Following another confirmation of the updates to this year’s MacBook lineup – namely the addition of a 16-inch screened model – Apple’s plans for future upgrades are becoming clearer.
This week noticed another piece in the puzzle that’s ARM-powered Mac machines. This has been a talking point for some years and gives Apple some key commercial benefits including the near parity of the A-series chips within the iPhone and iPad devices to the Intel counterparts in the macOS powered machines,
Though there shall be opportunities for ‘chip architect’ with a variety of Apple projects (such because the rumored AR/VR hardware) most analysts expect Filippo to focus on the Mac/ARM project to assist Tim Cook and his team being beholden to Intel.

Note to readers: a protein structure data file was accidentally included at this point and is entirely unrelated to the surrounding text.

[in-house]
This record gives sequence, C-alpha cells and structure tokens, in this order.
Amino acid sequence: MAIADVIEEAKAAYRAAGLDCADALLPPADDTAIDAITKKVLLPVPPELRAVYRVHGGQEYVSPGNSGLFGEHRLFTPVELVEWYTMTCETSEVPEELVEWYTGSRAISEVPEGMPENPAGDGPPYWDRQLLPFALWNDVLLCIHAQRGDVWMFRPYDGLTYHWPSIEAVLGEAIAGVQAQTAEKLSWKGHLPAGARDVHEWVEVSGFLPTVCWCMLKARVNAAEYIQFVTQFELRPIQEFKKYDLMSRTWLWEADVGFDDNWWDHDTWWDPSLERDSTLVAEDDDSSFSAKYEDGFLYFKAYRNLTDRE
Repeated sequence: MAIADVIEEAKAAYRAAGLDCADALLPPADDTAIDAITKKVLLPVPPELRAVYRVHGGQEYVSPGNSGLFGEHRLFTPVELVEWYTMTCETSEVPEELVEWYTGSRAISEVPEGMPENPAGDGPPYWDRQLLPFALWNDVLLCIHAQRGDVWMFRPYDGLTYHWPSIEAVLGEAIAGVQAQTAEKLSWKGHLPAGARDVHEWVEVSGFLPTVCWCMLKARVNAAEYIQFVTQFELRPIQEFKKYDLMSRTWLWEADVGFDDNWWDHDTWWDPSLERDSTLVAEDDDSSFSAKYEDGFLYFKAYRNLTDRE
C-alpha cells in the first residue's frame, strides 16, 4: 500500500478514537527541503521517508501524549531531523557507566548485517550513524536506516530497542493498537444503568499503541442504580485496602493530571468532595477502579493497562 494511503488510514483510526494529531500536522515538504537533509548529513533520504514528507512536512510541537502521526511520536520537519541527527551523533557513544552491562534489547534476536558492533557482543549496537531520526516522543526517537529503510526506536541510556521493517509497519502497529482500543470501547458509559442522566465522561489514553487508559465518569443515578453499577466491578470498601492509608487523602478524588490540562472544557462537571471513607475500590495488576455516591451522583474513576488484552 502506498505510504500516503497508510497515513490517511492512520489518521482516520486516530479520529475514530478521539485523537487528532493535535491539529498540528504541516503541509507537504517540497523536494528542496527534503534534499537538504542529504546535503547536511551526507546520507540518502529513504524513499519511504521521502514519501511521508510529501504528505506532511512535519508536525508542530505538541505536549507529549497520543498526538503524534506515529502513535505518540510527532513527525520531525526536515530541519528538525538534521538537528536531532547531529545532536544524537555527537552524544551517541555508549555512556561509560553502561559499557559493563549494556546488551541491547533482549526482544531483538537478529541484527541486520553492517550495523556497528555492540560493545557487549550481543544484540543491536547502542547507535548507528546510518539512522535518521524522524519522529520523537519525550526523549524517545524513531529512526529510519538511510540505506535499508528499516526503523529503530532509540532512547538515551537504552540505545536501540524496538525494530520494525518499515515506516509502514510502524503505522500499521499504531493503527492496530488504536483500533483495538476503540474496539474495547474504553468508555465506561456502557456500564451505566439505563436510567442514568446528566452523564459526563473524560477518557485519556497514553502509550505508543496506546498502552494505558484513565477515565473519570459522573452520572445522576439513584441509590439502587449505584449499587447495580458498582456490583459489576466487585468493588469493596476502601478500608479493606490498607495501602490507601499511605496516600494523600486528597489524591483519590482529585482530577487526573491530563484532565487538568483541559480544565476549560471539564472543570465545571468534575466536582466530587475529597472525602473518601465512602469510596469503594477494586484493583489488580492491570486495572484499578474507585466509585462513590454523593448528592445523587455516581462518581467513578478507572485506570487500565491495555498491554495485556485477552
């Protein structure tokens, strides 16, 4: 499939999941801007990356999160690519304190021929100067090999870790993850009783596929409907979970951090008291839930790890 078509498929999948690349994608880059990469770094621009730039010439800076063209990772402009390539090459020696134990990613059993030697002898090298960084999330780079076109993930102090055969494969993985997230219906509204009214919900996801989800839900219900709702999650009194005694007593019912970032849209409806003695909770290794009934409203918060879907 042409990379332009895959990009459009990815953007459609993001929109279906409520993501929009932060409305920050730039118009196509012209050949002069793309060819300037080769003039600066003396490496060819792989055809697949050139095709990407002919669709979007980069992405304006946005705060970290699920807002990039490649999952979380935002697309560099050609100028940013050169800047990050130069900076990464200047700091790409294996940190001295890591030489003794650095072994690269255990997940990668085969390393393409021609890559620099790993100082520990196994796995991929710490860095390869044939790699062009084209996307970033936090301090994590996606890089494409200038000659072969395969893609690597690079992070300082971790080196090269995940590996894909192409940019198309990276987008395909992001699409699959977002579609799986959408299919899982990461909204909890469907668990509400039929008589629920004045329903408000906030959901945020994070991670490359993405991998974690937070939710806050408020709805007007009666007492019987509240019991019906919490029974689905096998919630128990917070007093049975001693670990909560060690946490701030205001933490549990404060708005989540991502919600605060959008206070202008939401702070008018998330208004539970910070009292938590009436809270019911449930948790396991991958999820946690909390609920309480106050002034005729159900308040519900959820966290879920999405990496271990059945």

First of all, Apple is on the mercy of a single supplier with Intel. Not like other parts of the supply chain where multiple companies will vie for Apple’s business (banking on marker orders to make up the shortfall generated by a more competitive bid), Apple can’t leverage Intel for a cheaper chip supply. The price can’t be ratcheted down.
Apple can also be on the mercy of Intel’s product cycle. Unlike the synced schedules of the iPhone and the iPad to Apple’s A-xx chips, the Mac roadmap is not up to Apple, it’s up to Intel. Tim Cook could have some preferences as to launch dates (I’m thinking late March or late October), however, it’s not beneath his control.
Finally, Apple is working hard to create a single environment for developers to focus on which can permit apps to run on iOS and macOS with none changes. Putting apart the truth that Microsoft has already tried this with lower than stellar outcomes, Apple’s clear priority over the previous few years has been the iOS platform, which relies on around ARM. The move seems like a great fit.